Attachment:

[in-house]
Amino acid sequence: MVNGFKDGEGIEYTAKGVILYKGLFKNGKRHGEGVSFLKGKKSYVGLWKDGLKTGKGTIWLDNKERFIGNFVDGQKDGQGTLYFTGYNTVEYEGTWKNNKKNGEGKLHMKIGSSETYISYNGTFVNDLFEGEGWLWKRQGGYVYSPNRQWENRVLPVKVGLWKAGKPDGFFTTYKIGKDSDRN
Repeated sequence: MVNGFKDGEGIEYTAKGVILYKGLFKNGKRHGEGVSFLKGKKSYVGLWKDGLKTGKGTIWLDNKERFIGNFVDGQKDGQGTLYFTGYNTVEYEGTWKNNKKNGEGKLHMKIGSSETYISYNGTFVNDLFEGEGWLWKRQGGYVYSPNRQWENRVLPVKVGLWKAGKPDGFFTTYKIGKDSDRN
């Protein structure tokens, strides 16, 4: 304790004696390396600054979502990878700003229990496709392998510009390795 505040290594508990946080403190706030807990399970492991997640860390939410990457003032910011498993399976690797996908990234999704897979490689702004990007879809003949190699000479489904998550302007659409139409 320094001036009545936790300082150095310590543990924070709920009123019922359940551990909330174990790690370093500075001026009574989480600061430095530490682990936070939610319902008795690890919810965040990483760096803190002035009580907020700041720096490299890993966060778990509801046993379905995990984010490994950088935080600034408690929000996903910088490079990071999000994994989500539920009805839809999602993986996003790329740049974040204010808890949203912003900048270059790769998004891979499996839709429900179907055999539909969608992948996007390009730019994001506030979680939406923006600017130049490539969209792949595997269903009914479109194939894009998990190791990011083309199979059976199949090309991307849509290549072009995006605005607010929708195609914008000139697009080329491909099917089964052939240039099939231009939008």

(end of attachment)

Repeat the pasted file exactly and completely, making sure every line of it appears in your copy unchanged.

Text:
[in-house]
Amino acid sequence: MVNGFKDGEGIEYTAKGVILYKGLFKNGKRHGEGVSFLKGKKSYVGLWKDGLKTGKGTIWLDNKERFIGNFVDGQKDGQGTLYFTGYNTVEYEGTWKNNKKNGEGKLHMKIGSSETYISYNGTFVNDLFEGEGWLWKRQGGYVYSPNRQWENRVLPVKVGLWKAGKPDGFFTTYKIGKDSDRN
Repeated sequence: MVNGFKDGEGIEYTAKGVILYKGLFKNGKRHGEGVSFLKGKKSYVGLWKDGLKTGKGTIWLDNKERFIGNFVDGQKDGQGTLYFTGYNTVEYEGTWKNNKKNGEGKLHMKIGSSETYISYNGTFVNDLFEGEGWLWKRQGGYVYSPNRQWENRVLPVKVGLWKAGKPDGFFTTYKIGKDSDRN
């Protein structure tokens, strides 16, 4: 304790004696390396600054979502990878700003229990496709392998510009390795 505040290594508990946080403190706030807990399970492991997640860390939410990457003032910011498993399976690797996908990234999704897979490689702004990007879809003949190699000479489904998550302007659409139409 320094001036009545936790300082150095310590543990924070709920009123019922359940551990909330174990790690370093500075001026009574989480600061430095530490682990936070939610319902008795690890919810965040990483760096803190002035009580907020700041720096490299890993966060778990509801046993379905995990984010490994950088935080600034408690929000996903910088490079990071999000994994989500539920009805839809999602993986996003790329740049974040204010808890949203912003900048270059790769998004891979499996839709429900179907055999539909969608992948996007390009730019994001506030979680939406923006600017130049490539969209792949595997269903009914479109194939894009998990190791990011083309199979059976199949090309991307849509290549072009995006605005607010929708195609914008000139697009080329491909099917089964052939240039099939231009939008």